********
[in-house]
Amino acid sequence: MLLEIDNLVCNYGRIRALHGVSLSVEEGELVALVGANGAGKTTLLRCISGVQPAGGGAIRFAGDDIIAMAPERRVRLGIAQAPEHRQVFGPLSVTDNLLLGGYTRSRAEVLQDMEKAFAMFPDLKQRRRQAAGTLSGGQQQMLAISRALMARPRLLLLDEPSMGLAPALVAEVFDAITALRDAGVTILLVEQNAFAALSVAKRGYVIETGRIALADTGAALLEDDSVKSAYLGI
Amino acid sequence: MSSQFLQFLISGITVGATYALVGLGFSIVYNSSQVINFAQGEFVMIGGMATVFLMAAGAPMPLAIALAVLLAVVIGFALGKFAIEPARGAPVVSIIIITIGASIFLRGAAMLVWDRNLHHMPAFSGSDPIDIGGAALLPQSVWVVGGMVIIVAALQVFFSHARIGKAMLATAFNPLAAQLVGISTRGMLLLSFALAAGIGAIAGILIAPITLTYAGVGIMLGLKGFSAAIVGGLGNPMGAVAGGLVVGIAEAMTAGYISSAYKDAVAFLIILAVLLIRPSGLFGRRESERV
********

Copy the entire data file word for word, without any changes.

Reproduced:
[in-house]
Amino acid sequence: MLLEIDNLVCNYGRIRALHGVSLSVEEGELVALVGANGAGKTTLLRCISGVQPAGGGAIRFAGDDIIAMAPERRVRLGIAQAPEHRQVFGPLSVTDNLLLGGYTRSRAEVLQDMEKAFAMFPDLKQRRRQAAGTLSGGQQQMLAISRALMARPRLLLLDEPSMGLAPALVAEVFDAITALRDAGVTILLVEQNAFAALSVAKRGYVIETGRIALADTGAALLEDDSVKSAYLGI
Amino acid sequence: MSSQFLQFLISGITVGATYALVGLGFSIVYNSSQVINFAQGEFVMIGGMATVFLMAAGAPMPLAIALAVLLAVVIGFALGKFAIEPARGAPVVSIIIITIGASIFLRGAAMLVWDRNLHHMPAFSGSDPIDIGGAALLPQSVWVVGGMVIIVAALQVFFSHARIGKAMLATAFNPLAAQLVGISTRGMLLLSFALAAGIGAIAGILIAPITLTYAGVGIMLGLKGFSAAIVGGLGNPMGAVAGGLVVGIAEAMTAGYISSAYKDAVAFLIILAVLLIRPSGLFGRRESERV